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Cancer Discov. 2011 Jun;1(1):68-77. doi: 10.1158/2159-8274.CD-10-0020.

A novel two-stage, transdisciplinary study identifies digoxin as a possible drug for prostate cancer treatment.

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Department of Epidemiology, Johns Hopkins Bloomberg School of Public Health, Baltimore, MD 21205, USA.


Identification of novel indications for commonly prescribed drugs could accelerate translation of therapies. We investigated whether any clinically-used drugs might have utility for treating prostate cancer by coupling an efficient, high-throughput laboratory-based screen and a large, prospective cohort study. In stage 1, we conducted an in vitro prostate cancer cell cytotoxicity screen of 3,187 compounds. Digoxin emerged as the leading candidate given its potency in inhibiting proliferation in vitro (mean ICβ‚…β‚€=163 nM) and common use. In stage 2, we evaluated the association between the leading candidate drug from stage 1 and prostate cancer risk in 47,884 men followed 1986-2006. Regular digoxin users (versus nonusers: RR=0.76, 95% CI 0.61-0.95), especially users for β‰₯ 10 years (RR=0.54, 95% CI 0.37-0.79, P-trend<0.001), had a lower prostate cancer risk. Digoxin was highly potent in inhibiting prostate cancer cell growth in vitro and its use was associated with a 25% lower prostate cancer risk.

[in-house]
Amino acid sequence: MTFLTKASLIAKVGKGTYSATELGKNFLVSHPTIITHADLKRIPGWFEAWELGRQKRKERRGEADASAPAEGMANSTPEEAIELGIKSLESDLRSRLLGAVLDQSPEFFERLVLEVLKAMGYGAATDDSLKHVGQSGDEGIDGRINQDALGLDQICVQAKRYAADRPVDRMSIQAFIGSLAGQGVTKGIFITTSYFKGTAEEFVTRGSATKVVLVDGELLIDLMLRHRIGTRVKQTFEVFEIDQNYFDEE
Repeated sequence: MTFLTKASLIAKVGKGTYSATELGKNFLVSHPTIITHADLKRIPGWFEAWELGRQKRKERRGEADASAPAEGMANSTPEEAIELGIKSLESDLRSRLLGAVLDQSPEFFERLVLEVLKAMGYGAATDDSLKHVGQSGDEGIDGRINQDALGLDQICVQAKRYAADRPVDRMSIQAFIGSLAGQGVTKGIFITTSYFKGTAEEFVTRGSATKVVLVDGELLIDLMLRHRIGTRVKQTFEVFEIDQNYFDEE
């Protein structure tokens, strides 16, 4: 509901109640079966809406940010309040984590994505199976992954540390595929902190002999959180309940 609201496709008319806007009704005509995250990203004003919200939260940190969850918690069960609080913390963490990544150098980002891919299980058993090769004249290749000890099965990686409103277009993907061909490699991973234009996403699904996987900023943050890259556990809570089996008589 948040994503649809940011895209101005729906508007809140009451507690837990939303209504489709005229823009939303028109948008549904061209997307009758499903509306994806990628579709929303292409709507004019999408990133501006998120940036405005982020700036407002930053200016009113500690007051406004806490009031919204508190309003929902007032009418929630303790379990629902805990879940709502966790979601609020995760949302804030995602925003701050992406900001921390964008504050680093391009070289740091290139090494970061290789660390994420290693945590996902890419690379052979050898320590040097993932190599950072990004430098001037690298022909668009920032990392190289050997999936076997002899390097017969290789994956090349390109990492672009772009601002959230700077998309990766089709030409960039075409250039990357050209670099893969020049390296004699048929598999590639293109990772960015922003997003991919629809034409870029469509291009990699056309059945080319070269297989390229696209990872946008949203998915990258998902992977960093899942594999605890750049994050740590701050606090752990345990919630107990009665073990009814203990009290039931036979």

Our two-stage transdisciplinary approach for drug repositioning provides compelling justification for further mechanistic and possibly clinical testing of the leading nonchemotherapy candidate, digoxin, a cardiac glycoside, as a drug for prostate cancer treatment. Perhaps of equal importance, our study illustrates the power of the transdisciplinary approach in translational cancer research. By coupling laboratory and epidemiologic methods and thinking, we reduced the probability of identifying false-positive candidate drugs for the next steps in testing.


Digoxin; cohort; cytotoxicity; prostate cancer; risk; transdisciplinary

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